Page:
Every Insane Thing Jake Gyllenhaal Does In Ambulance

This post contains spoilers for "Ambulance."

The main character in Michael Bay's new Dramamine commercial "Ambulance" is his new collection of drone-mounted cameras. Cameras zip under flying cars, through narrow openings in scaffolding, in and out of tiny escape hatches, and quickly up and down the exteriors of several tall buildings in L.A. When he's not placing his camera four inches from the faces of his sweaty, sweaty actors, Bay is taking every opportunity to invent dizzying, flying shots that could never have been previously achieved without the aid of animation or CGI. The effect provides thrills, but also serves as an emetic. A warning to the curious reader: Should curiosity lead you into a theater showing "Ambulance," do not sit in the front half of the theater. The outsized photography will leave you seasick. 

Also starring in the film are several actors. Trapped in the eponymous ambulance are reluctant heister Will (Yahya Abdul-Mateen II), his crazed criminal brother Danny (Jake Gyllenhaal), the paramedic they have taken hostage (Eiza González), and a comatose cop (Jackson White) who is barely being kept alive. Gyllenhaal serves as the villain of the picture, as the plot's central heist was his idea, and it will be he that insists gunfire be unleashed. He will also orchestrate several other acts of violence besides. Gyllenhaal, like in all of his projects, is wholly committed to the role, snacking on every piece of scenery within chewing distance of his mighty jaws. He mugs, screams, and sweats with a glorious villainous fervor. When Gyllenhaal slips into a groove of tactful overacting, "Ambulance" provides a modest distraction from its blinding visual noise.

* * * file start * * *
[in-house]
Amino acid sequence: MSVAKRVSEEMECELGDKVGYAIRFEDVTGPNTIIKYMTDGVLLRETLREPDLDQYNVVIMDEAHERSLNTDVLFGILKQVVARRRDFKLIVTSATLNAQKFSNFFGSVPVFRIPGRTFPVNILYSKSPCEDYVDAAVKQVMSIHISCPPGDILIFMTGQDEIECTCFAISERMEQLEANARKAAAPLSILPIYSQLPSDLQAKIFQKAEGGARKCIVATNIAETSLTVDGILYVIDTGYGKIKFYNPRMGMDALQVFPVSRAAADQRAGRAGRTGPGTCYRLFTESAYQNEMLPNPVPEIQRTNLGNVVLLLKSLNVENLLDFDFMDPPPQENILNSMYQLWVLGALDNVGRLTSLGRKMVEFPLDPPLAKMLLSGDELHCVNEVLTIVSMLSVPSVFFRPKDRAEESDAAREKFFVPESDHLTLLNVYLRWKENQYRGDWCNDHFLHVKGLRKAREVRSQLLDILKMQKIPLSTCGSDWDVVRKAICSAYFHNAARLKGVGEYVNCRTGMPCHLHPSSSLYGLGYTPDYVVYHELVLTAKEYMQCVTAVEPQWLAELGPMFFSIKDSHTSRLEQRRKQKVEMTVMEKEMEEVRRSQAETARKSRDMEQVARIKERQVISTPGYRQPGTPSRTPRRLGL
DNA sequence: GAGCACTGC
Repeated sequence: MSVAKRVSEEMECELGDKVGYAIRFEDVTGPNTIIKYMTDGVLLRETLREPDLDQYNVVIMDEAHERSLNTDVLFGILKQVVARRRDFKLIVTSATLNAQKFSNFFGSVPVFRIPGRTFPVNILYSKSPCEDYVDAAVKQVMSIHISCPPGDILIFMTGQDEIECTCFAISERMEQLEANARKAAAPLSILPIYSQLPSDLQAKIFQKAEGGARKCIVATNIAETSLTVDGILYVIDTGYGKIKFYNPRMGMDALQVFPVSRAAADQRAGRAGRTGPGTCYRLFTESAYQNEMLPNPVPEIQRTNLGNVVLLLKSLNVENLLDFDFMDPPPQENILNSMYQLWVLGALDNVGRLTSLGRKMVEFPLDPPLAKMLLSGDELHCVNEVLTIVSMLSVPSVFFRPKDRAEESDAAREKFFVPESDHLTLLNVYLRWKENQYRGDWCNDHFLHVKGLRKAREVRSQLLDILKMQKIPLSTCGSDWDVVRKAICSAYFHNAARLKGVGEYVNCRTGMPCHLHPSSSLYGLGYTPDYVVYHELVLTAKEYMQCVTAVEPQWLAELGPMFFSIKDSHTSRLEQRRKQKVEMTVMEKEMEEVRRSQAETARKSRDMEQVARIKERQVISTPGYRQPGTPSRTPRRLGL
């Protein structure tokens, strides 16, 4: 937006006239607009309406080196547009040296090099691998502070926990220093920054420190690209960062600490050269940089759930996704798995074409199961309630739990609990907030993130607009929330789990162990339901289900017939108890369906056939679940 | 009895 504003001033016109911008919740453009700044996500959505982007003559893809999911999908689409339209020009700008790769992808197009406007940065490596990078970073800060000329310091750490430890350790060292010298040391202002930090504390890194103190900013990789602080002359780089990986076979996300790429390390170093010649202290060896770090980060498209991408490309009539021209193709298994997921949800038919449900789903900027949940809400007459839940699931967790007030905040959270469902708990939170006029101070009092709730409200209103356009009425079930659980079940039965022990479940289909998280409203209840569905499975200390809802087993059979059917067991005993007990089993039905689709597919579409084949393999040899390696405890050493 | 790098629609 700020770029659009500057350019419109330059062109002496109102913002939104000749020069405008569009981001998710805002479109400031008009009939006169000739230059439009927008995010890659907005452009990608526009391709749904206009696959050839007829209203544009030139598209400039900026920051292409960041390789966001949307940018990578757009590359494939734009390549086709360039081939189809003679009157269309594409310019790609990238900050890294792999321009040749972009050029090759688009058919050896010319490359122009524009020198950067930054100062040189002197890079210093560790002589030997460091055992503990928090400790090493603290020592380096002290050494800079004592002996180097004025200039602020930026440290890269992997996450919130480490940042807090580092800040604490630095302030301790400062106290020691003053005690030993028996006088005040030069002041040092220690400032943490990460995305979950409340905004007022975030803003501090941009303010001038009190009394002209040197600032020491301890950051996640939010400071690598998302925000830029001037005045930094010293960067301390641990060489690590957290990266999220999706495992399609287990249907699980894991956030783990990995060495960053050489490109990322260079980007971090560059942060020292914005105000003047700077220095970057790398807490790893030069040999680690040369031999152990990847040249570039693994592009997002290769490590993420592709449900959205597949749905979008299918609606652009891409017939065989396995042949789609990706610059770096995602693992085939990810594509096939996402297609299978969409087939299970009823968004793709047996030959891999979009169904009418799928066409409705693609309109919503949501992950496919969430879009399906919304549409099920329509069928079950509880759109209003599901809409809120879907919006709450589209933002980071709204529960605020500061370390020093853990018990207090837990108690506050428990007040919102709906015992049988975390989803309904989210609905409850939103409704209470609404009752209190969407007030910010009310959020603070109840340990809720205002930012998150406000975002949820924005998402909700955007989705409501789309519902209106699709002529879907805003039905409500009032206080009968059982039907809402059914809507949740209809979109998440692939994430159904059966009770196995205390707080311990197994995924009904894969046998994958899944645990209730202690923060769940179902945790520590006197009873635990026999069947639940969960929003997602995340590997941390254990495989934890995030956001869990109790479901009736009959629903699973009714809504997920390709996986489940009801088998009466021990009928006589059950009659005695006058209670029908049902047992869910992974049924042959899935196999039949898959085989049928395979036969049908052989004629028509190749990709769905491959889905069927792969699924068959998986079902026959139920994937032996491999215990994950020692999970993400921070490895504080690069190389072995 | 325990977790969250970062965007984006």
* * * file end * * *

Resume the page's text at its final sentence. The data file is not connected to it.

It's unknown how much of Gyllenhaal's insanity is scripted and how much he improvised, but it was all pretty fun. Here is a list of Danny's kookier behavior.

The heist